Size comparison of zooplankton groups, with a US dime for scale

During summer we can expect to find around 1,500 individual zooplankton in a gallon of Missouri lake water. Ultimately, the number of zooplankton in a lake is largely determined by available food. That means that nutrient rich lakes are likely to have more zooplankton than clear lakes. The size of individuals within the zooplankton community is determined by predator pressure. In other words, the things that eat zooplankton can shape the zooplankton community. If many of the larger zooplankton are eaten by gizzard shad (for example), the lake will be dominated by smaller zooplankton.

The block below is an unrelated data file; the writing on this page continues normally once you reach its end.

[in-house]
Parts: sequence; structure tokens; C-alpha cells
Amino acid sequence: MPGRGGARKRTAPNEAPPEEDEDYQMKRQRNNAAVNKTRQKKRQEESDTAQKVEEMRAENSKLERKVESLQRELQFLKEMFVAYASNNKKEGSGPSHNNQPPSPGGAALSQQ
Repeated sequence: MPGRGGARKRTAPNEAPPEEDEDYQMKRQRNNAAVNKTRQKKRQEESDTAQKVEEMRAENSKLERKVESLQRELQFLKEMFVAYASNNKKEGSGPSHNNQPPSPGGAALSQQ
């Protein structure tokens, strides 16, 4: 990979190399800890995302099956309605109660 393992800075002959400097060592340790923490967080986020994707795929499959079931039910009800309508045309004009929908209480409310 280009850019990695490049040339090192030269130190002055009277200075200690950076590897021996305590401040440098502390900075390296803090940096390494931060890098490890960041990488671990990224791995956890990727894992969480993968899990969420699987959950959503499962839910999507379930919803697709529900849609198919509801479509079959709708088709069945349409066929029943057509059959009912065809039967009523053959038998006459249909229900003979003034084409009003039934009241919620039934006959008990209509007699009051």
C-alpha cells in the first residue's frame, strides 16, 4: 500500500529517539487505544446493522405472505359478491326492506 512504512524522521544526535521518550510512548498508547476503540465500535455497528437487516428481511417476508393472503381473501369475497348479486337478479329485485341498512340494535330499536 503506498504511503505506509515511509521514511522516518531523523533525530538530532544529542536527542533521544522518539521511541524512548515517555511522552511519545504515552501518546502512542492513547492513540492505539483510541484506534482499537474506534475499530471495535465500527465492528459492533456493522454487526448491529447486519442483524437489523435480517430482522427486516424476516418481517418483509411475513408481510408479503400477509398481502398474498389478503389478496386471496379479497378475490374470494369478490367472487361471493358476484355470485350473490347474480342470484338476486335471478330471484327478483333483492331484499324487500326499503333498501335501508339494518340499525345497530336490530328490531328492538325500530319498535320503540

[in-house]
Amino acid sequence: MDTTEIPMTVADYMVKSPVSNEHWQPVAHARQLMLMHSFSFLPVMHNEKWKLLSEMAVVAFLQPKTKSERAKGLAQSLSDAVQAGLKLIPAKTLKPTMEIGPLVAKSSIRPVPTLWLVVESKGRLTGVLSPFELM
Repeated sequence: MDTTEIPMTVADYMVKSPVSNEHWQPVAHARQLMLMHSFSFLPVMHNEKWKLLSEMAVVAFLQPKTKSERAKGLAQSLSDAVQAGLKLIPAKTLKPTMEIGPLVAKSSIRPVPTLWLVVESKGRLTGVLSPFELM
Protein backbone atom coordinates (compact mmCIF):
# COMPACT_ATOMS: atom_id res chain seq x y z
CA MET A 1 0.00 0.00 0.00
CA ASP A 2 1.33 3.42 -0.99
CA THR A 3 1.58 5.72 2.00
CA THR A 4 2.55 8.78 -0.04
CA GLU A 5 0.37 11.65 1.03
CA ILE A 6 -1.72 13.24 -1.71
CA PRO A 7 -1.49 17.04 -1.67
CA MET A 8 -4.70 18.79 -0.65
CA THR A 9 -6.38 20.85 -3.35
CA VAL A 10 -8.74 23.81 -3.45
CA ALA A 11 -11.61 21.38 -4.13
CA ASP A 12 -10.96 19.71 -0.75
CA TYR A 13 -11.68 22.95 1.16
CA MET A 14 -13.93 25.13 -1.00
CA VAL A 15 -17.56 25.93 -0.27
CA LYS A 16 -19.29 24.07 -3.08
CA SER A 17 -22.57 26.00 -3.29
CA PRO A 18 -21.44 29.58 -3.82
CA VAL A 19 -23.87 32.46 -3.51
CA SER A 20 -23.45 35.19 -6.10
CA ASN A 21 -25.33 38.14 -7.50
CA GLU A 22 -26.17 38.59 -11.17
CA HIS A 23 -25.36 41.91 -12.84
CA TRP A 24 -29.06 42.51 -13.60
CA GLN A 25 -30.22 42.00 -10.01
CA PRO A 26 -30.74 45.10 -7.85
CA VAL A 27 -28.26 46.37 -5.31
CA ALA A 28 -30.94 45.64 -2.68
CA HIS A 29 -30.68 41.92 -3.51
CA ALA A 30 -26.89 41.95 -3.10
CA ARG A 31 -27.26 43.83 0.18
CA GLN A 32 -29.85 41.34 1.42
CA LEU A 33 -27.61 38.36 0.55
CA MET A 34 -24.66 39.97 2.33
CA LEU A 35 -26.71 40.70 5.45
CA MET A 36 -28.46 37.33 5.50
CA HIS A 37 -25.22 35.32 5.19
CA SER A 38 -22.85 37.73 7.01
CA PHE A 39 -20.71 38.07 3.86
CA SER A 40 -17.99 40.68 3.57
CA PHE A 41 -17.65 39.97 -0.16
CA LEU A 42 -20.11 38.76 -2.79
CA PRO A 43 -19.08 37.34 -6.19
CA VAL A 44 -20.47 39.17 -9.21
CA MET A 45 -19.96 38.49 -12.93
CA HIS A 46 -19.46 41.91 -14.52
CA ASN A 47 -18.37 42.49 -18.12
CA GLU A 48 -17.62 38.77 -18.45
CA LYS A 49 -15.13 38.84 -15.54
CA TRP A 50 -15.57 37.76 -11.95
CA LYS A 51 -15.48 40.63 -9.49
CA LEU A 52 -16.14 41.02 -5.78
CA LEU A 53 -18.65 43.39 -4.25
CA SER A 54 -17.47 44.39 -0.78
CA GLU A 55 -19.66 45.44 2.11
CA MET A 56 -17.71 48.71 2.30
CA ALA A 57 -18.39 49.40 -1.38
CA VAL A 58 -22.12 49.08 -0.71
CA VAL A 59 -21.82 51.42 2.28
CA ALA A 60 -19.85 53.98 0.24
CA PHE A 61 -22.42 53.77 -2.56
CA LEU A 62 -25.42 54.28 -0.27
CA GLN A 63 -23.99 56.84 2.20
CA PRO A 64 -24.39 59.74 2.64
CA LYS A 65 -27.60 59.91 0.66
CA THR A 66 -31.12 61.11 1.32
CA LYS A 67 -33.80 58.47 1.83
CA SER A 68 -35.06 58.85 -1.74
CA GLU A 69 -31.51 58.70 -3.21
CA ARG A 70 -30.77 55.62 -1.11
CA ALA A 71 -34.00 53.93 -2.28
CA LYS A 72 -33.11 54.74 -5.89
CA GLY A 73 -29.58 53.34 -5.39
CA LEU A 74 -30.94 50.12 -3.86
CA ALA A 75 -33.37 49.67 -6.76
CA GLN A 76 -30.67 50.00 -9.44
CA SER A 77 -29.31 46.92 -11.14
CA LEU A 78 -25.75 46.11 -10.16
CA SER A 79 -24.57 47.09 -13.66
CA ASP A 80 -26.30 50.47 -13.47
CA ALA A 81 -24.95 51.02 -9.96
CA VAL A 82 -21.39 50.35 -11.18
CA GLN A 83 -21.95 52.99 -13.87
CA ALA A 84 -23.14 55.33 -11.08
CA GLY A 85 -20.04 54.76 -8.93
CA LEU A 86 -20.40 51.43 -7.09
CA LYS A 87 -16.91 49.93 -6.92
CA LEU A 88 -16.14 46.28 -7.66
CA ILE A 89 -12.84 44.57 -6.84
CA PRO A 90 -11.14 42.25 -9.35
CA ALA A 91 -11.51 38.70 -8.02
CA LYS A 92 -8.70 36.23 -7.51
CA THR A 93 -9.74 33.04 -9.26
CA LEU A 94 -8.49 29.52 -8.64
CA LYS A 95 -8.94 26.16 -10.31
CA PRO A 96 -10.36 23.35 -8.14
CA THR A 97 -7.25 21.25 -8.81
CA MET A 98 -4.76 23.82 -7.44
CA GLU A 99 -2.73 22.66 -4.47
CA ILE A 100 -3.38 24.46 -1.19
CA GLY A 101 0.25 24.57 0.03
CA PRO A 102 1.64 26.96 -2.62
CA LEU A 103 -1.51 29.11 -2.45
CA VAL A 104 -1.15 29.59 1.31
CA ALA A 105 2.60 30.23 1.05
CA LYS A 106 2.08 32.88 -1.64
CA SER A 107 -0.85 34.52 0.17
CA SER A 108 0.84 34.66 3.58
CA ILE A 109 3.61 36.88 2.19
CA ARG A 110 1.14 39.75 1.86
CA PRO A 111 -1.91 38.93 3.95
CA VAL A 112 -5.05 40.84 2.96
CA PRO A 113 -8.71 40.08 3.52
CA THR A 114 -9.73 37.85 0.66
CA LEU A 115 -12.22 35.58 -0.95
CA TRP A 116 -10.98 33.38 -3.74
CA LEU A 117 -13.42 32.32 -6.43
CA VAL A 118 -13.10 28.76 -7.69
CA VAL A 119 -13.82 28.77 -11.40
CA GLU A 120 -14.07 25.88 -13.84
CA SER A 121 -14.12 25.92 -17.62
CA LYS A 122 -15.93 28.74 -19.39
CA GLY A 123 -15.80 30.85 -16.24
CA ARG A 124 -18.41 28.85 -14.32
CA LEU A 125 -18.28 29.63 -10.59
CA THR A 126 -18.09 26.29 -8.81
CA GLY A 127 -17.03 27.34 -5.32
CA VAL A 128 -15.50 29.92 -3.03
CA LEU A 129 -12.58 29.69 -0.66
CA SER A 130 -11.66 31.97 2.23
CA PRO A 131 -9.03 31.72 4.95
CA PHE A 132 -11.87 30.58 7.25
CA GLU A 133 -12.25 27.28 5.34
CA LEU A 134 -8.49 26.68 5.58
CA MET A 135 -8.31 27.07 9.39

Let’s look at three zooplankton types we find in Missouri's lakes.


Of the three groups discussed here, rotifers are the most abundant and typically have more biomass per lake than the other groups (Canfield and Jones, 1996). Rotifers are also the smallest of the three groups, with an individual's length roughly the same as the thickness of one or two sheets of paper (0.2 mm). There are about 2,200 species of rotifers described worldwide and they are more commonly found in freshwater than saltwater. Rotifers have cilia near their “mouths” and use them to create currents that draw in food. While rotifers may be found attached to plants and other underwater surfaces, it is only when they are free-floating that they are part of the zooplankton community.

Photo: Bdelloid rotifer, Credit: Diego Fonteneto (edited)